I assumed companies would step back from polluting the Tweetstream with compulsive retweets and hashtag pimping in favor of original content. Perhaps content marketing would compel them to slash their PR budgets, fire their social media ninjas/consultants and hire talented, under-employed writers to tell their stories. Even better: hire an equally talented, equally under-employed editor to coach subject matter experts into blogging.
That didn’t happen. But all was not lost – we got a pile of content marketing infographics for our trouble. Oh, and we got a spiffy new phrase, thought leadership marketing, which I dare you to say in front of a real customer.
The headline for enterprise vendors? Customers don’t really want your thought leadership. What they want is to sit around a table and solve problems. If you have a demonstrated expertise for solving those problems, you get a seat at the table. I’m not sure what you call that, but it isn’t content marketing.
In content marketing circles, firms trot out pyramids or hierarchies to help those who have given up on pummeling mass markets into submission to figure out where to invest their resources. Full disclosure: I did a content hierarchy also, though I never turned it into an infographic. My bad.
Forrester put out a pyramid that positioned traditional brand advertising at the base, followed by product collateral, then case studies, then true thought leadership at the top. According to Forrester’s research, thought leader content has far more impact on potential buyers than pushing your logo. That’s a fair point.
Another take on the content marketing pyramid puts curated content on the bottom, then blogs, infographics, webinars, white papers and books on the top. When was the last time you read a 20 page vendor white paper? This pyramid already seems dated, but there’s a takeway: the more you put into content, the more you tend to get out.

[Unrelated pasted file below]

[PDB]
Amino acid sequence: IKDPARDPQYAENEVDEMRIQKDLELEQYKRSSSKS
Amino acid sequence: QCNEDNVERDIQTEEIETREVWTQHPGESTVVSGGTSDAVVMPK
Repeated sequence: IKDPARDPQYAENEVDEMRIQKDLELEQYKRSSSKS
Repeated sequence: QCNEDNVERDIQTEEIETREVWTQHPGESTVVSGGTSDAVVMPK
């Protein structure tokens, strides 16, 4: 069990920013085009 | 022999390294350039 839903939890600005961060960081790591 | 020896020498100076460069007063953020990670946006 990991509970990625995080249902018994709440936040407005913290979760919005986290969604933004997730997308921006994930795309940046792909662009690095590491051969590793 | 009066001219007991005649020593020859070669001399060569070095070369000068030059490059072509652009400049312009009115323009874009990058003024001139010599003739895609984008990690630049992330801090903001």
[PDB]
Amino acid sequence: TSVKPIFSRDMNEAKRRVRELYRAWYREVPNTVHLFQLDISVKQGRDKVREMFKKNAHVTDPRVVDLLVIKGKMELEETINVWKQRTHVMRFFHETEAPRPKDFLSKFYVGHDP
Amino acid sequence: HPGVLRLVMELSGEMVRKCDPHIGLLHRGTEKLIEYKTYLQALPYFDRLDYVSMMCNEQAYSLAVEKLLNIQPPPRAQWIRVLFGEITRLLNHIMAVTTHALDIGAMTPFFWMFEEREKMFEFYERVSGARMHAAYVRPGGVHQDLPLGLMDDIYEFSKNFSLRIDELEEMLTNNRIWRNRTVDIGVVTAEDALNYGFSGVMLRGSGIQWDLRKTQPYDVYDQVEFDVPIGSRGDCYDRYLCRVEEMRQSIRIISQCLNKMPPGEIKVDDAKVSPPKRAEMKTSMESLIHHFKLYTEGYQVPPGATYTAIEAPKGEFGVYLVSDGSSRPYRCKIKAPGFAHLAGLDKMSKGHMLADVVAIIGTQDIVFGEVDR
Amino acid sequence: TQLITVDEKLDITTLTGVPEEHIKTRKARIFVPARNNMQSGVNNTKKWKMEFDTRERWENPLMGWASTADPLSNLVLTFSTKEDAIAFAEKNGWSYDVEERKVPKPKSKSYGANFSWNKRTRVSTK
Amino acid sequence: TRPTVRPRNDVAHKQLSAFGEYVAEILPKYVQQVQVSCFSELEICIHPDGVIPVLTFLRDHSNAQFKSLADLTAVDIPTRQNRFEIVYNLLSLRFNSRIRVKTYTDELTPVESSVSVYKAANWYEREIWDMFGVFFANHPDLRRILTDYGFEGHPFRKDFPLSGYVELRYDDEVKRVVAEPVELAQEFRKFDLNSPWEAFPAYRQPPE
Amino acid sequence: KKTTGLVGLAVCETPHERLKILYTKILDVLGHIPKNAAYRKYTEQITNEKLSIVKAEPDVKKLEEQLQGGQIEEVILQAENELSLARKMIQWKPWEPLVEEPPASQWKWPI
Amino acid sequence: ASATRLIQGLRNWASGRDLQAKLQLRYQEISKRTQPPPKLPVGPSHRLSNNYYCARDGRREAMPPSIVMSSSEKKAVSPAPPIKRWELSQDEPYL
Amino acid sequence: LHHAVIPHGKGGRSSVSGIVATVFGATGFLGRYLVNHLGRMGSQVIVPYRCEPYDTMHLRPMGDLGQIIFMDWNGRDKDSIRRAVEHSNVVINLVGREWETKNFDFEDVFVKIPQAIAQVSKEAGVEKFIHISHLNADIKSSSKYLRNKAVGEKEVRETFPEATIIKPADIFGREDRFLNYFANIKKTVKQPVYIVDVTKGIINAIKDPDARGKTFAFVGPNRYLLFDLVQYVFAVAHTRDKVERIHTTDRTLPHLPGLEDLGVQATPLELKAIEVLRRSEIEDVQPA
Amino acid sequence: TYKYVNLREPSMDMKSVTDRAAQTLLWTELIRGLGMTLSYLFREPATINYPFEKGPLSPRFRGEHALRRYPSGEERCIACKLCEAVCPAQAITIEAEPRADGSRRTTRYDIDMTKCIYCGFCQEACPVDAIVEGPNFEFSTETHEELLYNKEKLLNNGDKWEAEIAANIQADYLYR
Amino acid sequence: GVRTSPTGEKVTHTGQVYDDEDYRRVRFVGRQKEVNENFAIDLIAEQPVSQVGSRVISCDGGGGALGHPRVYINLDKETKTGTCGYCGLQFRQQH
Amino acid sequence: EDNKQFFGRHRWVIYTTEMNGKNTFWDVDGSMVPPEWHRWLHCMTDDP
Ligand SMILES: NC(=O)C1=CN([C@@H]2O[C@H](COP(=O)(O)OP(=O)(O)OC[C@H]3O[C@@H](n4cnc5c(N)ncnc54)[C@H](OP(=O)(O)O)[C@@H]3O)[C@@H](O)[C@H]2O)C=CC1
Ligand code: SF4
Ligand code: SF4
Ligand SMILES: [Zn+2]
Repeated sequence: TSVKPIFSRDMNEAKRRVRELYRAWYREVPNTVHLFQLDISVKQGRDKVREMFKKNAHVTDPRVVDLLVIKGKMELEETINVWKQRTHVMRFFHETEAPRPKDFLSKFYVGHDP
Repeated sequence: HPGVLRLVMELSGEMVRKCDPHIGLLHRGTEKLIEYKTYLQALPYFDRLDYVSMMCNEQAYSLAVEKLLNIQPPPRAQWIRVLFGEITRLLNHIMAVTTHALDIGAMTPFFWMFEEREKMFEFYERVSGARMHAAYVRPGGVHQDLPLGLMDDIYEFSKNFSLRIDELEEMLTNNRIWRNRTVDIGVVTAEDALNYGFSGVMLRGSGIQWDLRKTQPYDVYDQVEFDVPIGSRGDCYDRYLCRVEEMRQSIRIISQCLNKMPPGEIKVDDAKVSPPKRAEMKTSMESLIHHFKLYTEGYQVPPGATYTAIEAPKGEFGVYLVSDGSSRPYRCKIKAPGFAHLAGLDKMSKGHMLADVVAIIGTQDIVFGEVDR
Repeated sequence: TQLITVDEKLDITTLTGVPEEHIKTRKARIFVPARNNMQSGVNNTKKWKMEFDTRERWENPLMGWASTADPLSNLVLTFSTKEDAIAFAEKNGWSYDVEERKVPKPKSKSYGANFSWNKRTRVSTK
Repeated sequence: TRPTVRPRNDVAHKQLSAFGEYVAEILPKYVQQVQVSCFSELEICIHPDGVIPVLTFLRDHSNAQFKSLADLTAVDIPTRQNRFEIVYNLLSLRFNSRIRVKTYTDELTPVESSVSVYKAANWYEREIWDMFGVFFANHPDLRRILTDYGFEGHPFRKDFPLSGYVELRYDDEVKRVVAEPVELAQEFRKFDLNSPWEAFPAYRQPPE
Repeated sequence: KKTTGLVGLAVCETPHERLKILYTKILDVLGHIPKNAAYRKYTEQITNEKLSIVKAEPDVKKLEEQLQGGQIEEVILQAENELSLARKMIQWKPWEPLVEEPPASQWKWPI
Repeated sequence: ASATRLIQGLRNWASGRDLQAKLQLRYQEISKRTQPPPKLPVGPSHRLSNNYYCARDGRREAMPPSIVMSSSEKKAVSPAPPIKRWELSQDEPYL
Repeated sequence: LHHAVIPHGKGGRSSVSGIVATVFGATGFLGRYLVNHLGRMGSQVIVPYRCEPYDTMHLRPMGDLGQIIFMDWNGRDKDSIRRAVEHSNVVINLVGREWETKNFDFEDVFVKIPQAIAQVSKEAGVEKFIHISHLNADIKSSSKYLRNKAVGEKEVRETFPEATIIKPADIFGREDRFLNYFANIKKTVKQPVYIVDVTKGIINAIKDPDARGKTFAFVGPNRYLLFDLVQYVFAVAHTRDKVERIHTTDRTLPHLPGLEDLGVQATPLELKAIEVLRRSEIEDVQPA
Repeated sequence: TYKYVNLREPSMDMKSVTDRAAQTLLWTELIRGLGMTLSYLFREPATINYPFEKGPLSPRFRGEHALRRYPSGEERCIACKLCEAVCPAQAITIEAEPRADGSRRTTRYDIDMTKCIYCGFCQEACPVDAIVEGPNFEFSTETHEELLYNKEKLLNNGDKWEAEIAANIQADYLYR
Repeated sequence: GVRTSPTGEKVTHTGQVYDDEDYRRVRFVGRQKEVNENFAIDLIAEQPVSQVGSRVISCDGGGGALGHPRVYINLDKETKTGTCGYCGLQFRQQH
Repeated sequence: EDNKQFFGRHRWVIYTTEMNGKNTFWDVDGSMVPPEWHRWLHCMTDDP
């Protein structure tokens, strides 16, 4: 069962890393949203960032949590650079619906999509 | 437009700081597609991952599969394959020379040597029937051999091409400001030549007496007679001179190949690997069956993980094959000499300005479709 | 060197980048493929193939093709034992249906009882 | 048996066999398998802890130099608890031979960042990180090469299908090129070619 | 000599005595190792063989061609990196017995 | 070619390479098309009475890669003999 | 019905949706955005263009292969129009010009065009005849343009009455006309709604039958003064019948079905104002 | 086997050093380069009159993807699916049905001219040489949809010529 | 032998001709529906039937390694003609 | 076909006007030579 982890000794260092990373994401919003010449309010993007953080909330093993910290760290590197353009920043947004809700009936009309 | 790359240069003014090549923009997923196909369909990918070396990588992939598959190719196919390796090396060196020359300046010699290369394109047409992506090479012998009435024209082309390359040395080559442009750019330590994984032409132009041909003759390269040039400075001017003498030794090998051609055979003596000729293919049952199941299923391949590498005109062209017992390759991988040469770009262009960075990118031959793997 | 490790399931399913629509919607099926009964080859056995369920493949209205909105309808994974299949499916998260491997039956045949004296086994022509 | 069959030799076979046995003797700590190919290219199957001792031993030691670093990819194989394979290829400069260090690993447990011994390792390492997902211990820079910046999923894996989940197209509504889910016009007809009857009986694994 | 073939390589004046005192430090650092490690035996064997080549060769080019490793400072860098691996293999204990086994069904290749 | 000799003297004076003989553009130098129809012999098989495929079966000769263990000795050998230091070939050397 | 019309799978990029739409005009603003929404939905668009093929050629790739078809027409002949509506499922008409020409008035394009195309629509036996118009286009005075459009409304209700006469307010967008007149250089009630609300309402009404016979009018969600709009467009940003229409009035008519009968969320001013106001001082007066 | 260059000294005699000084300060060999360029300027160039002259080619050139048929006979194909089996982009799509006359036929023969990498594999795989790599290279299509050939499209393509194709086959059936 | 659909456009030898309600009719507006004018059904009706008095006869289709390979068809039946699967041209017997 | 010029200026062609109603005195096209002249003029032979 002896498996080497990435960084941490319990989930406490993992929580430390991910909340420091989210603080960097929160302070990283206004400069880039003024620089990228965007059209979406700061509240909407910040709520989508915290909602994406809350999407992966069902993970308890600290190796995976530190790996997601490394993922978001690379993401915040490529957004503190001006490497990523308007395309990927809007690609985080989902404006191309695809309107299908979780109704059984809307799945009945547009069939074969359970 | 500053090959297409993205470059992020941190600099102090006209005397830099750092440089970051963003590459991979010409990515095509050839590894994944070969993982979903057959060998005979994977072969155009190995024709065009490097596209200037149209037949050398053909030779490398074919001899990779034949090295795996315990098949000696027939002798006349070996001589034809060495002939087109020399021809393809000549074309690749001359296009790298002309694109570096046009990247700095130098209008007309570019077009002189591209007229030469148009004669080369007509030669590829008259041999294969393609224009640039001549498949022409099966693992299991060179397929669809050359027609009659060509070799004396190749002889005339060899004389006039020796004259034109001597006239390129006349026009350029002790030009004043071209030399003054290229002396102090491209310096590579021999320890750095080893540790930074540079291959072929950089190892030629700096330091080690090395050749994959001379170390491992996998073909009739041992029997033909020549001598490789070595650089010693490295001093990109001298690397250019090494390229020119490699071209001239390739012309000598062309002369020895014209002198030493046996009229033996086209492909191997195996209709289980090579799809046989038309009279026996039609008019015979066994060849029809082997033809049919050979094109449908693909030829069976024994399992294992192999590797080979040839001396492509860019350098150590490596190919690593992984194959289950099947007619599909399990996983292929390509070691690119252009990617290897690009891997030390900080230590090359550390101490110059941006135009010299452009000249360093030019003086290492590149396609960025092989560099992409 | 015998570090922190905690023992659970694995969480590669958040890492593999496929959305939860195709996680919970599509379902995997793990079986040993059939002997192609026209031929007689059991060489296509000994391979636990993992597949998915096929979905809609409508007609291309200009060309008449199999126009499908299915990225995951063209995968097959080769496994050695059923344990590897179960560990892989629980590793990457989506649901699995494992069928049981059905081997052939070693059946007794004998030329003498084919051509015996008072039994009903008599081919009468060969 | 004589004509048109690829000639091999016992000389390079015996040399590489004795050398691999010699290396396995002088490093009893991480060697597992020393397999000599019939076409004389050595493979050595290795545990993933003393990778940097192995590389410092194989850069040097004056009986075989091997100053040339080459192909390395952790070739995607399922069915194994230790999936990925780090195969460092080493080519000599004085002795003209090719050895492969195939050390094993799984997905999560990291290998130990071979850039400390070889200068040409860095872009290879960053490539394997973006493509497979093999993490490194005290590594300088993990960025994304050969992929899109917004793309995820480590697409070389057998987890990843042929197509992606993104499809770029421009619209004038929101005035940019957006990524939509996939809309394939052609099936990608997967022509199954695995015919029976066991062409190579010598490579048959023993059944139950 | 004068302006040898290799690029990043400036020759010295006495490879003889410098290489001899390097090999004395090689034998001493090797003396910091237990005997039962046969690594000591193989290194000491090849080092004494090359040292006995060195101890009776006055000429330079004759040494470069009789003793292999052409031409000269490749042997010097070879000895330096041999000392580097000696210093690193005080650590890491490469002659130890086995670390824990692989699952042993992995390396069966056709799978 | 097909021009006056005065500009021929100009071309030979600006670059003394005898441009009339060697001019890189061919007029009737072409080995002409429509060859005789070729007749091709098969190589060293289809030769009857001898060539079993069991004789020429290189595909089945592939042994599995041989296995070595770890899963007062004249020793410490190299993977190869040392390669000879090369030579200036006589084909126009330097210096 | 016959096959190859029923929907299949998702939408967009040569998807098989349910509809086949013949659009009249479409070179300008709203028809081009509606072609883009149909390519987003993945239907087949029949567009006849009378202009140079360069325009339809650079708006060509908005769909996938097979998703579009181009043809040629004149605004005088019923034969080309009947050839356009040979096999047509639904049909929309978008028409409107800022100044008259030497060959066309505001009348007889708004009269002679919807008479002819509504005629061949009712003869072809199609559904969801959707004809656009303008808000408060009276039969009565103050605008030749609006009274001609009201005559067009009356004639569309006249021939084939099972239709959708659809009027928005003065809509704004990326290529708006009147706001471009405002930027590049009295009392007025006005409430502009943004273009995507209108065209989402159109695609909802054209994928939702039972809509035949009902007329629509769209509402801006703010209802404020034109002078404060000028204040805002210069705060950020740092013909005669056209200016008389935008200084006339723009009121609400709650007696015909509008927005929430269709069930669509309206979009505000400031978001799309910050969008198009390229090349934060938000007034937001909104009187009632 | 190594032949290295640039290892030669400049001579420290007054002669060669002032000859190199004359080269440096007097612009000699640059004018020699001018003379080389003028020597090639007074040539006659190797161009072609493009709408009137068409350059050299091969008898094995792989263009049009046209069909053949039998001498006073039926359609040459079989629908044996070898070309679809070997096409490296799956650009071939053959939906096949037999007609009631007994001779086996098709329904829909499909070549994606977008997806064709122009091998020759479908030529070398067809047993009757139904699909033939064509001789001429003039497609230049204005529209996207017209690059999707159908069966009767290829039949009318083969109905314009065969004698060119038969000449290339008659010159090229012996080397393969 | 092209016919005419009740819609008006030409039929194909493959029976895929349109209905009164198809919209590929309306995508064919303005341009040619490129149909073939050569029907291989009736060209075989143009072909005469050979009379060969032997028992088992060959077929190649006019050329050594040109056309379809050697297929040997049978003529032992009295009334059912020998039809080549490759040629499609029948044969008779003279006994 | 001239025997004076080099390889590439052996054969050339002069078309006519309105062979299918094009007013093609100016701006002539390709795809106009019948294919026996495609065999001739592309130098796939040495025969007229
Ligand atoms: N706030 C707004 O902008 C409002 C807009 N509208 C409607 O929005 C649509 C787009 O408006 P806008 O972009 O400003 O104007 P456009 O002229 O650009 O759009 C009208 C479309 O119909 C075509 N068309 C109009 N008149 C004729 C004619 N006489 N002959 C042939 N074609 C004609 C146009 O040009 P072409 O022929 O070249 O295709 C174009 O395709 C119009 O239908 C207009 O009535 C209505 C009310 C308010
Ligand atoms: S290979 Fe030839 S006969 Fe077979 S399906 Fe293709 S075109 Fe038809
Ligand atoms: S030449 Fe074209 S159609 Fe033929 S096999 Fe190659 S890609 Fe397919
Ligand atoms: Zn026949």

So why does content marketing tend to fail? Usually because the definitions are too simplistic. Here’s how I see it:
- Content hierarchies ignore the realities of the enterprise sales cycle. When it comes to engaging new prospects, blog posts are most certainly NOT at the bottom of the content pyramid. When prospects are kicking tires on your products, case studies and on-demand demos are suddenly the most valuable content you can have.
- Hierarchies fail to address the need for opt-in information and how you get that opt-in. One of the delicate (some would say ugly) aspects of content creation is that your sales team expects demographic information like job titles from your visitors. Meanwhile your marketing manager wants to count subscribers. That means getting consumers to opt-in.
- Email newsletters are vastly underrated, however bland-sounding. Email is far from dead; those readers who let you into their priority inbox are far more valuable than those who click on your Facebook link and never look back. The sophisticated frontier is opt-in email that sends your readers/prospects exactly the information they asked for, exactly when they need it. Check your inbox – I’ll bet there isn’t a single vendor doing that effectively for you right now.